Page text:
Landscape Architecture Planning Proposal for Visually Impaired in Cluj-Napoca

Timea Hitter, Maria Cantor, Erzsebet Buta, Răzvan Aurel Vasiu

Abstract


The five senses of the human body (sight, smell, taste, touch and hearing) were integrated in the landscape
architecture planning aimed to improve the life quality of over 200 youngsters who suffer of visual impairment by
redesigning the green space of the local educational institution they attend. Inside of this learning institution located
downtown, it is proposed to design a green space applying the principles of horticultural therapy to create a sensory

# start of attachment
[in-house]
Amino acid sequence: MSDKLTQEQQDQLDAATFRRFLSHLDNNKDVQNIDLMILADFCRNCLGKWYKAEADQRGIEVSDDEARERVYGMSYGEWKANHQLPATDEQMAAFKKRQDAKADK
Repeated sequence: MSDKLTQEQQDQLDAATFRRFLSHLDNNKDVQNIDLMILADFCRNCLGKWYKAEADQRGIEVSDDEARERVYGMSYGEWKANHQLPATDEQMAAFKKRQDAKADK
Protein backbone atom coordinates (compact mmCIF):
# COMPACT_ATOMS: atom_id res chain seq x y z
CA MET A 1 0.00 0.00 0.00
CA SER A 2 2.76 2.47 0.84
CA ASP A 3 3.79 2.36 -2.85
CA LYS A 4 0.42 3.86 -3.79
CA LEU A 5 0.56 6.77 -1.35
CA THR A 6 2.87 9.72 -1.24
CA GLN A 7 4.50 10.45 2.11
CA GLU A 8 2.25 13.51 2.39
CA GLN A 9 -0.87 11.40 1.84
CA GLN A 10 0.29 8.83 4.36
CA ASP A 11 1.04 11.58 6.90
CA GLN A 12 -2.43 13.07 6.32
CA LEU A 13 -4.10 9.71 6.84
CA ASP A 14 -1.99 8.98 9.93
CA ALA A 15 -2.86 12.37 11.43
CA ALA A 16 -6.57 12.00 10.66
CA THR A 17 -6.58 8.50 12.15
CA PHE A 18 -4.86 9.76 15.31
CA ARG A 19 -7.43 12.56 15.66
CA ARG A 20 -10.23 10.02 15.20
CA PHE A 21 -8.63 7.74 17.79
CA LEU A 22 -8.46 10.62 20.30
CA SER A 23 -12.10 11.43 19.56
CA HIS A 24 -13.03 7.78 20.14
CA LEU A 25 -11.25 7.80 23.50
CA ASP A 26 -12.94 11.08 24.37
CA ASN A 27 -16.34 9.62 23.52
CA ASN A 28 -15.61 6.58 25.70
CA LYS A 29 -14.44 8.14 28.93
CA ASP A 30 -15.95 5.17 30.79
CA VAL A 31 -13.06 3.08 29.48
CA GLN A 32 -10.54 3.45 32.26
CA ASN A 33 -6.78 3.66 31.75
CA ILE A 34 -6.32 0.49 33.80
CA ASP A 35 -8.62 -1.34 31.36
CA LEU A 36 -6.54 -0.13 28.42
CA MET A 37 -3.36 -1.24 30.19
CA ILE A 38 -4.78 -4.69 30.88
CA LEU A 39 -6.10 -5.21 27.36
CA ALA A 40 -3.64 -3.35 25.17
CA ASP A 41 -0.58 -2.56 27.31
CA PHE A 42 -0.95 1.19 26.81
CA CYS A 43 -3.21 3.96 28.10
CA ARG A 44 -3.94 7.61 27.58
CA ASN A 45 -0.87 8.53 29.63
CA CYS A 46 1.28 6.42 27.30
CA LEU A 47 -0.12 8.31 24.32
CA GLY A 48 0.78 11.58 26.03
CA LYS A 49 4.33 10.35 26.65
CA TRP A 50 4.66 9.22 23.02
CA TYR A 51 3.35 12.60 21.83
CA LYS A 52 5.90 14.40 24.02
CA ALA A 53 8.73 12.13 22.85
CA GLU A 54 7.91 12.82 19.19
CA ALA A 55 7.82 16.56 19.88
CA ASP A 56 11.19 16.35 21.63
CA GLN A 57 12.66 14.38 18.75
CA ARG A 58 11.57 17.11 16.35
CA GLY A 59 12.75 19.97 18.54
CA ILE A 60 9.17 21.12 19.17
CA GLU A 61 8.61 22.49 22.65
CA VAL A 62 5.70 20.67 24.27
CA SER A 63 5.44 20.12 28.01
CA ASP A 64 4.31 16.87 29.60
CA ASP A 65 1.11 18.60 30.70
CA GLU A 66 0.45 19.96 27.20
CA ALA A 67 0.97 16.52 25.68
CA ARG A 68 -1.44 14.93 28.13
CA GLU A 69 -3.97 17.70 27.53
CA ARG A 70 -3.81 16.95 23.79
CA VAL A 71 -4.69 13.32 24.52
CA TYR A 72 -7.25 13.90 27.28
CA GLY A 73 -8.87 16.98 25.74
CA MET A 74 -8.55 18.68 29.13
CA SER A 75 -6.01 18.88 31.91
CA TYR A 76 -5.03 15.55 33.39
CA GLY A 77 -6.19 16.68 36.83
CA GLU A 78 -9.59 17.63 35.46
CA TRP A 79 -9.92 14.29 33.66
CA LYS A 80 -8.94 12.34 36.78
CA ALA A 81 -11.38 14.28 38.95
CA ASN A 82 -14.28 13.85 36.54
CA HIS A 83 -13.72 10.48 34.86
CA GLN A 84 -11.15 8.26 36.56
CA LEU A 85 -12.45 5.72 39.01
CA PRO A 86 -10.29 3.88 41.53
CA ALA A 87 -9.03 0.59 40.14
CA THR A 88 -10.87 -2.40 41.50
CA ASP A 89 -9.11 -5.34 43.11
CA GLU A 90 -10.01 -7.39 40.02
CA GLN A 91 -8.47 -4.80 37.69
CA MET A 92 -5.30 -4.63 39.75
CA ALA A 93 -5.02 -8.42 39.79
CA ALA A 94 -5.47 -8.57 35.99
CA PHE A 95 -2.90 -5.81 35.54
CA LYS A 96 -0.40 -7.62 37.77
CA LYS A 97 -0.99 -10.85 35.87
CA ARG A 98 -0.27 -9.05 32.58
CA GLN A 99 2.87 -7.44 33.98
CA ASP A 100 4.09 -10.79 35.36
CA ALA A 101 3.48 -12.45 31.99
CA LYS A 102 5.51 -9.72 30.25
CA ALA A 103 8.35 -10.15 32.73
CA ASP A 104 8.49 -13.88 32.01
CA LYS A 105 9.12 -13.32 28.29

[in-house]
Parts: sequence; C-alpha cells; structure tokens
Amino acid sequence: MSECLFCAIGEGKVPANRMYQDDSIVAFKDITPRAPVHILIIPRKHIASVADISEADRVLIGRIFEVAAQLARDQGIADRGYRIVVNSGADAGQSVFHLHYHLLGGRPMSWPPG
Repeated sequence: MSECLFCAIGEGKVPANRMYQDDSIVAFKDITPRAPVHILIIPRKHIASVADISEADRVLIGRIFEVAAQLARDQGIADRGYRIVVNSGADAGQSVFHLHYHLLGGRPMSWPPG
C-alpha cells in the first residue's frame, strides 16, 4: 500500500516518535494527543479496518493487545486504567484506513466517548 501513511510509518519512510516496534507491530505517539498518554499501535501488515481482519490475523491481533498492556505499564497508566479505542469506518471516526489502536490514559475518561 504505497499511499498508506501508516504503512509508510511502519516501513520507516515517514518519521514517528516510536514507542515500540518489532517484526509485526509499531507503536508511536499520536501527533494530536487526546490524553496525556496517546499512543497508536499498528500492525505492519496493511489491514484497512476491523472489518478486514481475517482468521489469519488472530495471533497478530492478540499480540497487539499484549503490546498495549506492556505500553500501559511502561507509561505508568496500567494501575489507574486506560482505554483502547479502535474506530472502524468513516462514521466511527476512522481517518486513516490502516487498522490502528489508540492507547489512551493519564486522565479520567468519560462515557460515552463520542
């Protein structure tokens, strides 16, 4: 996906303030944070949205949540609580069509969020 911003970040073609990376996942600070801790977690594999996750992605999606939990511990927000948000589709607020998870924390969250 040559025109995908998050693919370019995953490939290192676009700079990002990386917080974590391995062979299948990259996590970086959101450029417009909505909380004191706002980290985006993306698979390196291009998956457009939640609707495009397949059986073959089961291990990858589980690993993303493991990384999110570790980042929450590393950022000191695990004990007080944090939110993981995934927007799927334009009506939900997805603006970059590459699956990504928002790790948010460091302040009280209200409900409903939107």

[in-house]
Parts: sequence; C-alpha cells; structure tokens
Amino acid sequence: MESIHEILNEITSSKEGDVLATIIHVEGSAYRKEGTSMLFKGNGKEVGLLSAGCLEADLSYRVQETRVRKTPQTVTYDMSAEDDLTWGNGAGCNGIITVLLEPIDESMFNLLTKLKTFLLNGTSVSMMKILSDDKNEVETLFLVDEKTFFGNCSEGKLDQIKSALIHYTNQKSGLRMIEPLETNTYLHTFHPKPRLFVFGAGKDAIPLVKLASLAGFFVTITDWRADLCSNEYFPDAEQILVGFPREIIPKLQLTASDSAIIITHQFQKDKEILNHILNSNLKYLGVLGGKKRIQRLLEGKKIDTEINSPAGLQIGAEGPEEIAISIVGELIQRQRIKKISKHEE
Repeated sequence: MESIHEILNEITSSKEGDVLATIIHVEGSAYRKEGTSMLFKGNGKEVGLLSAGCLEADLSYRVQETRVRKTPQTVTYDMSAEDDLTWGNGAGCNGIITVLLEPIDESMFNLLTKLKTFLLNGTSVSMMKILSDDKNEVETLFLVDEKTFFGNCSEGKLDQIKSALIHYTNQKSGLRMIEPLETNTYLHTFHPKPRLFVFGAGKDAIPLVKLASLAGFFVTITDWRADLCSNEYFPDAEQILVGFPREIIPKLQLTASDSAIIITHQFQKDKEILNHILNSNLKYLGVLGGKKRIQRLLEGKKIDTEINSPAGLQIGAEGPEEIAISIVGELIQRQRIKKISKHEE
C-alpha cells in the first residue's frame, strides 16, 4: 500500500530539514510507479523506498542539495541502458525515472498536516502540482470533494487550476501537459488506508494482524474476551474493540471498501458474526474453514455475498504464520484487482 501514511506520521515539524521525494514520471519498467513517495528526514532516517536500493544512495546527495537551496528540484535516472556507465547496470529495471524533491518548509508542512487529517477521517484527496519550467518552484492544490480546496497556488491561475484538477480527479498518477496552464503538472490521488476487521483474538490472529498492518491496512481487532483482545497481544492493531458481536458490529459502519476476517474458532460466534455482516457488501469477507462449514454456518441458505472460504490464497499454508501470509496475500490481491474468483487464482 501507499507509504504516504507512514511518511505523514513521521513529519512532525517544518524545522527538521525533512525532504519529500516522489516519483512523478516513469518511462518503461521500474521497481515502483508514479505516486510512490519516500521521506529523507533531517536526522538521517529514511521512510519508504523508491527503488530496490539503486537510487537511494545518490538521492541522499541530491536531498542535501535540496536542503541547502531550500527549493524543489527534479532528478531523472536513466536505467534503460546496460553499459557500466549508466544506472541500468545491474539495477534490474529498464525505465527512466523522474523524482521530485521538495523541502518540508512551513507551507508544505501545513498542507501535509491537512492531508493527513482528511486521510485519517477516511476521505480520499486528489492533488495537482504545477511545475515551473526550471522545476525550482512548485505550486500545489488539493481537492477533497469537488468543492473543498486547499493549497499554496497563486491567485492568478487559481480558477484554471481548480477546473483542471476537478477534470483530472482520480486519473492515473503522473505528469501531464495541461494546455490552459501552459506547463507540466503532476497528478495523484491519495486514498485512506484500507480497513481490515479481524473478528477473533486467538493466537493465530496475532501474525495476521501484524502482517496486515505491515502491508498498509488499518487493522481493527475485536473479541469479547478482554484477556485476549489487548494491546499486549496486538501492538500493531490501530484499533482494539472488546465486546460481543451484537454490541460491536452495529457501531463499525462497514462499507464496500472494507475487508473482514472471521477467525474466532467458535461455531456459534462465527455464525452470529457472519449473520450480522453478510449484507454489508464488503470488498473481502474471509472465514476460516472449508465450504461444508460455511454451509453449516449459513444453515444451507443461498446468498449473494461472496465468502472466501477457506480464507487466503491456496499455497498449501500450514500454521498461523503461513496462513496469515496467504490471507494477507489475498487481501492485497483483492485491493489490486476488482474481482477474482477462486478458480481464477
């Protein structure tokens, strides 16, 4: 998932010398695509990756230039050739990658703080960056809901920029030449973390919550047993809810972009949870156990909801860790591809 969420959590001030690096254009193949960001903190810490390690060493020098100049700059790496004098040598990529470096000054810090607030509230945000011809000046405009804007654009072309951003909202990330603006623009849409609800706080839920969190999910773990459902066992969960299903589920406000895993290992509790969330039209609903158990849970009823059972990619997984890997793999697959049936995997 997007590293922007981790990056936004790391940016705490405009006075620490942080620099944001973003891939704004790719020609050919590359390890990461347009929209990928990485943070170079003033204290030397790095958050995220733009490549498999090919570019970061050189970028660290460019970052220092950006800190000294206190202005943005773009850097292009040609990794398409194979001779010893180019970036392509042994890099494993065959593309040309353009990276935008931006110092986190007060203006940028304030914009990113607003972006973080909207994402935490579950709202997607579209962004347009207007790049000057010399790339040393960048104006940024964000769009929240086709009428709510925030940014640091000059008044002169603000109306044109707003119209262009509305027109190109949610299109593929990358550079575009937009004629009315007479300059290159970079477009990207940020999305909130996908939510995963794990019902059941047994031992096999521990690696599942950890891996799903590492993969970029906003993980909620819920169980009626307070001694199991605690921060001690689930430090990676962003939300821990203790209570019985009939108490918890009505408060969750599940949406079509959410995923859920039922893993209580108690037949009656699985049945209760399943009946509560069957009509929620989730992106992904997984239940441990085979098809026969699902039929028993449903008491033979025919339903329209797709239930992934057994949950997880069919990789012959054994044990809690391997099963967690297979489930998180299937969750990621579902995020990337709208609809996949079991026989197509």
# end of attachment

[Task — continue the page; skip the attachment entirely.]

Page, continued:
garden. Based on the five senses, this type of outdoor therapy provides distinct opportunities to experience a variety of
stimuli, giving a detailed perception of the environment, helping also visually impaired people to develop and improve
their own spatial orientation capacity. The purpose of the overall design is to maximize the intensity of the interaction
with the plant material in the garden by combining a variety of plant species with different striking characteristics like
texture, scent and color. The pathways through the garden are sensory designed to guide the visually impaired person in
their way using texture changes to indicate change in direction. The design of the sensory garden does not keep into
account only the aesthetics, but the therapeutic aspects as well.


Keywords


horticulture therapy, visually impaired, sensory garden, senses, plants

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